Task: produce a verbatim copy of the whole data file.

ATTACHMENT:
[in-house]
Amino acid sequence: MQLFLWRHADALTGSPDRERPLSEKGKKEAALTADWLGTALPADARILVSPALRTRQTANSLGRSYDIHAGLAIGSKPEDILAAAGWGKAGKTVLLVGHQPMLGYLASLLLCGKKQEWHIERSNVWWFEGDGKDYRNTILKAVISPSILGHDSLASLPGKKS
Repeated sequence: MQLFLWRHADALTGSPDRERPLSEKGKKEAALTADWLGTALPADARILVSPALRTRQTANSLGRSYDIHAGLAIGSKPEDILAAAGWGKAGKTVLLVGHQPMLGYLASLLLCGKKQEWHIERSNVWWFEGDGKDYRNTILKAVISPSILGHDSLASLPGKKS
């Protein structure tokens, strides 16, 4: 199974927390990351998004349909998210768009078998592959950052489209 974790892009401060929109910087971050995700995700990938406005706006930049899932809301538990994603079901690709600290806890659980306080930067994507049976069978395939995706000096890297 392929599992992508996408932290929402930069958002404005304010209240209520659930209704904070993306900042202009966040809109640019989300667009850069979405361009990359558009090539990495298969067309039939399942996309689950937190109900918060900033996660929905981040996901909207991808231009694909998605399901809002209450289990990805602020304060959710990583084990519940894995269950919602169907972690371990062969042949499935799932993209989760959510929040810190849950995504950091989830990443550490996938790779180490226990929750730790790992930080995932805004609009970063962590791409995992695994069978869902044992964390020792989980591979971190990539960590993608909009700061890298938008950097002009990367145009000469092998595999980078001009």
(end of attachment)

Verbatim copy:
[in-house]
Amino acid sequence: MQLFLWRHADALTGSPDRERPLSEKGKKEAALTADWLGTALPADARILVSPALRTRQTANSLGRSYDIHAGLAIGSKPEDILAAAGWGKAGKTVLLVGHQPMLGYLASLLLCGKKQEWHIERSNVWWFEGDGKDYRNTILKAVISPSILGHDSLASLPGKKS
Repeated sequence: MQLFLWRHADALTGSPDRERPLSEKGKKEAALTADWLGTALPADARILVSPALRTRQTANSLGRSYDIHAGLAIGSKPEDILAAAGWGKAGKTVLLVGHQPMLGYLASLLLCGKKQEWHIERSNVWWFEGDGKDYRNTILKAVISPSILGHDSLASLPGKKS
């Protein structure tokens, strides 16, 4: 199974927390990351998004349909998210768009078998592959950052489209 974790892009401060929109910087971050995700995700990938406005706006930049899932809301538990994603079901690709600290806890659980306080930067994507049976069978395939995706000096890297 392929599992992508996408932290929402930069958002404005304010209240209520659930209704904070993306900042202009966040809109640019989300667009850069979405361009990359558009090539990495298969067309039939399942996309689950937190109900918060900033996660929905981040996901909207991808231009694909998605399901809002209450289990990805602020304060959710990583084990519940894995269950919602169907972690371990062969042949499935799932993209989760959510929040810190849950995504950091989830990443550490996938790779180490226990929750730790790992930080995932805004609009970063962590791409995992695994069978869902044992964390020792989980591979971190990539960590993608909009700061890298938008950097002009990367145009000469092998595999980078001009």